"I should have told you Daddy, I should have told you before but when we were in England it just seemed odd and I thought it might go away and then we arrived here and I was scared and you were so stressed and then the others started to turn up and....."

She paused.

"The jigsaw Daddy, look at the jigsaw. At first there was just a corner, then the next night there were a couple more pieces. There was you, then a few nights later I had the pieces of a woman I didn't recognise who turned out to be Morningstar, then another few nights for Terra then Hitman. I don't understand Dad, I need you to help me make sense of it. I recognise some of those other faces too, but I don't know who they are."

I stood opposite her at the table, stretched out between us on the table a storyboard. Or at least one under construction. The two of us where there in the forest, Hitman and the boys playing hide and seek, Terra on some other world, three phones with one message, a solid white square, Naomi and the other four children - Xavier and Ashton and Kara and Chase all sat in a circle.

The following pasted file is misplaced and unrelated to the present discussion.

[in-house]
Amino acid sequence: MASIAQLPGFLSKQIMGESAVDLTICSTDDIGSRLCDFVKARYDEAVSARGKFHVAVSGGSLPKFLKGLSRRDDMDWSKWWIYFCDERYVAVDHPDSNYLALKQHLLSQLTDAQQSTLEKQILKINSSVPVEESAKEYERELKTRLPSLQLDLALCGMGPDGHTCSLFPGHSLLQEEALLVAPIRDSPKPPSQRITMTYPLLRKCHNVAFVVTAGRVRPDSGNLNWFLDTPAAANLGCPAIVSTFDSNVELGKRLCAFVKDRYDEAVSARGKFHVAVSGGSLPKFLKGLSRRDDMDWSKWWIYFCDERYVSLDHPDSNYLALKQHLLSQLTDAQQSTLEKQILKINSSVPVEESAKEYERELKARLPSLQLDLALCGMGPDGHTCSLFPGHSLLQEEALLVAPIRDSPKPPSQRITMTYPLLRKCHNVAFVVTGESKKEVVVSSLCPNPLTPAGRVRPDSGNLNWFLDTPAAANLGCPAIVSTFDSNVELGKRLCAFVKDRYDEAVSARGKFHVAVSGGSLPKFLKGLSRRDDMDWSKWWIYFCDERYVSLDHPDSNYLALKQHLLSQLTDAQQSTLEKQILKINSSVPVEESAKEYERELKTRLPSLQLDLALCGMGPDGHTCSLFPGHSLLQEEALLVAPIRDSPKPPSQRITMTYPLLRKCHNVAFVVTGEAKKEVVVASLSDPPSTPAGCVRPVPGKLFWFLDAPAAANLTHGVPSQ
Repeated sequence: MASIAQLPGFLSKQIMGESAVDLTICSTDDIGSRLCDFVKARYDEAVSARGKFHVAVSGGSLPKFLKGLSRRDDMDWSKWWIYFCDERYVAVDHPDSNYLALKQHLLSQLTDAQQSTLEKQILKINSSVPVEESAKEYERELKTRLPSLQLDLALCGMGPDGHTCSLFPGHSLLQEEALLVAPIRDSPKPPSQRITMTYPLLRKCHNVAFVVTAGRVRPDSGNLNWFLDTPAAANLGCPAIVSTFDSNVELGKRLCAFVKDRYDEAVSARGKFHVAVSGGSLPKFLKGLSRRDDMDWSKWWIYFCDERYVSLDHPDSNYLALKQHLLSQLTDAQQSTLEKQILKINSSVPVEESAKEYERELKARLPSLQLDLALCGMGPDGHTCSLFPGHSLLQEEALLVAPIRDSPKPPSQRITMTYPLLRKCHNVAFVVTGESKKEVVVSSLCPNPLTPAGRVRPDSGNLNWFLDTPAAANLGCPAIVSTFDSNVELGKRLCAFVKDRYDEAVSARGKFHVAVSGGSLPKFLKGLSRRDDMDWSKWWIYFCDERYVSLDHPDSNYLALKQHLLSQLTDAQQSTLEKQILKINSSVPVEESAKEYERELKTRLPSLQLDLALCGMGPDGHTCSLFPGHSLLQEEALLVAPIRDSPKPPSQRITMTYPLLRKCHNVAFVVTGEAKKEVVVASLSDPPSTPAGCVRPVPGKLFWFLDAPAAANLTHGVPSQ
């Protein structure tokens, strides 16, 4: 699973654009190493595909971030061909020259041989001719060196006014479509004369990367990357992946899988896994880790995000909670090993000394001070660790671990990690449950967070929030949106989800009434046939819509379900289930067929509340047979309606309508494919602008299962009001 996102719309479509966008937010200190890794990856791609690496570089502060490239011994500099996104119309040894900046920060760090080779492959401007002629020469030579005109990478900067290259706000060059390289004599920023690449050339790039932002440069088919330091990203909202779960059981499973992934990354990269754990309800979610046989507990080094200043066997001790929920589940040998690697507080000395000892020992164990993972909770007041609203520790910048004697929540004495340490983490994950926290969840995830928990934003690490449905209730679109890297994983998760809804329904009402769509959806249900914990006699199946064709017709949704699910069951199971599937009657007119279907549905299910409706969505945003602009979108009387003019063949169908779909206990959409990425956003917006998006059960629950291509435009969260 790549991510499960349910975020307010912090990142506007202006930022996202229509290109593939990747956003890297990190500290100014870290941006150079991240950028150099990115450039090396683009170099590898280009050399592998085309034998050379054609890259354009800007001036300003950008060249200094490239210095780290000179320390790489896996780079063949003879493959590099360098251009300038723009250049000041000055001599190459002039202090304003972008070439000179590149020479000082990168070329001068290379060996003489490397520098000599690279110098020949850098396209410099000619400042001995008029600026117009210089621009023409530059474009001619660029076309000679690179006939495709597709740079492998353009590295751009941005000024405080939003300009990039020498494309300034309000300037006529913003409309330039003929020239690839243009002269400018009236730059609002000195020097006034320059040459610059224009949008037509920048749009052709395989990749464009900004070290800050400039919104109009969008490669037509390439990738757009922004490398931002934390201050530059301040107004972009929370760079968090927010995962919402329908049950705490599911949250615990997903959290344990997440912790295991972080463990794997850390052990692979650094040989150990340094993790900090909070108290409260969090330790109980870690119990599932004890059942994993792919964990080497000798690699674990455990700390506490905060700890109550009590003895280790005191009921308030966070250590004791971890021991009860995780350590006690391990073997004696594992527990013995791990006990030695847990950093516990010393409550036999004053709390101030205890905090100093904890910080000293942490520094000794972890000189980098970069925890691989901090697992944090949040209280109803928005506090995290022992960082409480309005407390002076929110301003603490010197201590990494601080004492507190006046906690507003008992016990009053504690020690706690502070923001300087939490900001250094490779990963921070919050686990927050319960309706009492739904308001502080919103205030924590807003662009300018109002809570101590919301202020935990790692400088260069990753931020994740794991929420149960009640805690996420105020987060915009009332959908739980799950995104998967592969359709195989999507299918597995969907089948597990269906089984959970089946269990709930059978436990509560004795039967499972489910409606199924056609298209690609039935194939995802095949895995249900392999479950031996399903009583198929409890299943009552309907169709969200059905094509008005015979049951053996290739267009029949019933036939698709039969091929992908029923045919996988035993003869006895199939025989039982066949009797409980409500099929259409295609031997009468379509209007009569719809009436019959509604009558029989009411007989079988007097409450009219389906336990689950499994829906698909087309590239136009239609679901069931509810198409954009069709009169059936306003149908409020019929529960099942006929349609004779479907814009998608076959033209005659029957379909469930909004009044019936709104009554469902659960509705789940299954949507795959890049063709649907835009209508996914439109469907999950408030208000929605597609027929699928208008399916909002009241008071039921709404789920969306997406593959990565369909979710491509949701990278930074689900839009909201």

From there, the puzzle was incomplete. Morningstar in the van picking up an incomplete Dispatch - his outline and his face were complete but that was all, Hitman with one half of Spire - his face and arms were there but his torso was missing, Bitter on a building site with shadows but no builders.

"OK Naomi, I know who they are. You knew some of these folks when we were here before, before we went home. Do you know where the rest of the pieces are?"

"Just what's in the box. But my hands don't want to move, its been like this for a week - like the next pieces don't want to go together yet."

I looked into the box - and began to explore the pieces. A grey frame seemed to form the next frame so I started from there, then piecing the picture together. It was a fight, an outline of a mans suit and fist slamming into a chest and arm surrounded by electricity. I reached into the box for the next piece but there were no more.

"Do you know whats on the piece you are holding? Can I take it from your hand?"

"I don't know, Dad. Its been there for so long I forgot."

"OK, lets see"

As soon as my hand touched the jigsaw piece, the room shattered. We were sat in the garden, my heart racing and Naomi looking at me perplexed.

"What happened?"

I didn't know, but I needed to go and see our guests. That much was certain.